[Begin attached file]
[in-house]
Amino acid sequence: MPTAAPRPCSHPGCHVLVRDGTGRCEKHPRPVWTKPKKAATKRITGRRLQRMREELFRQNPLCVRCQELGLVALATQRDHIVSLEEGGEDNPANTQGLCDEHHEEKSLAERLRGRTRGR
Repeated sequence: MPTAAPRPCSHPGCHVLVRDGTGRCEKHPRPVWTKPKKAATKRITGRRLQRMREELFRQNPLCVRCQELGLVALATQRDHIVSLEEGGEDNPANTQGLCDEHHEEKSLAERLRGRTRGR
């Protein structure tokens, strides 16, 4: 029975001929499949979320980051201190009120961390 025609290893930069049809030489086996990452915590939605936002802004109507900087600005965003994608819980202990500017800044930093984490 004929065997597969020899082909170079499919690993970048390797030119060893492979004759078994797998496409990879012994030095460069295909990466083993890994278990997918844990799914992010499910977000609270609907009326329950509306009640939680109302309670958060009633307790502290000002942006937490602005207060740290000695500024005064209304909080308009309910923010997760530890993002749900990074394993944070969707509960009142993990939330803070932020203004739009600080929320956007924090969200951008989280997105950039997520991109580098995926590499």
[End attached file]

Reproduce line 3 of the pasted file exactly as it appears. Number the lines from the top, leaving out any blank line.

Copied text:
Repeated sequence: MPTAAPRPCSHPGCHVLVRDGTGRCEKHPRPVWTKPKKAATKRITGRRLQRMREELFRQNPLCVRCQELGLVALATQRDHIVSLEEGGEDNPANTQGLCDEHHEEKSLAERLRGRTRGR